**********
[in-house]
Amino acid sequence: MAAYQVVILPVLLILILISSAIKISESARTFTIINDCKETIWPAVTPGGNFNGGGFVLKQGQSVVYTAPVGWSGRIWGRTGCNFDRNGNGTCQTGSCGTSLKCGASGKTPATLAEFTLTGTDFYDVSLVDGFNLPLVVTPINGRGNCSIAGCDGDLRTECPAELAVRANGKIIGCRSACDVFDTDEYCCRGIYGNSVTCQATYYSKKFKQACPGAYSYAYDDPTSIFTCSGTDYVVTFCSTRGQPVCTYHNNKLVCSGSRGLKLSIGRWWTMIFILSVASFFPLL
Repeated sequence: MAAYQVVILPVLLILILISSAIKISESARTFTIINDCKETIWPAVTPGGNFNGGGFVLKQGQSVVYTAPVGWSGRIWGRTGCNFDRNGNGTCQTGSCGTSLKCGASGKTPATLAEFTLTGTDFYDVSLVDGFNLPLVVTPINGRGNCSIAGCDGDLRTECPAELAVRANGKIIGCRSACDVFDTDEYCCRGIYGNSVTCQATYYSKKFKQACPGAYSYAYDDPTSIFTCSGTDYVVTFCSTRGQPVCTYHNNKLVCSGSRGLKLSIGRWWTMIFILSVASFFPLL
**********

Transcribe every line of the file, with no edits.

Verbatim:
[in-house]
Amino acid sequence: MAAYQVVILPVLLILILISSAIKISESARTFTIINDCKETIWPAVTPGGNFNGGGFVLKQGQSVVYTAPVGWSGRIWGRTGCNFDRNGNGTCQTGSCGTSLKCGASGKTPATLAEFTLTGTDFYDVSLVDGFNLPLVVTPINGRGNCSIAGCDGDLRTECPAELAVRANGKIIGCRSACDVFDTDEYCCRGIYGNSVTCQATYYSKKFKQACPGAYSYAYDDPTSIFTCSGTDYVVTFCSTRGQPVCTYHNNKLVCSGSRGLKLSIGRWWTMIFILSVASFFPLL
Repeated sequence: MAAYQVVILPVLLILILISSAIKISESARTFTIINDCKETIWPAVTPGGNFNGGGFVLKQGQSVVYTAPVGWSGRIWGRTGCNFDRNGNGTCQTGSCGTSLKCGASGKTPATLAEFTLTGTDFYDVSLVDGFNLPLVVTPINGRGNCSIAGCDGDLRTECPAELAVRANGKIIGCRSACDVFDTDEYCCRGIYGNSVTCQATYYSKKFKQACPGAYSYAYDDPTSIFTCSGTDYVVTFCSTRGQPVCTYHNNKLVCSGSRGLKLSIGRWWTMIFILSVASFFPLL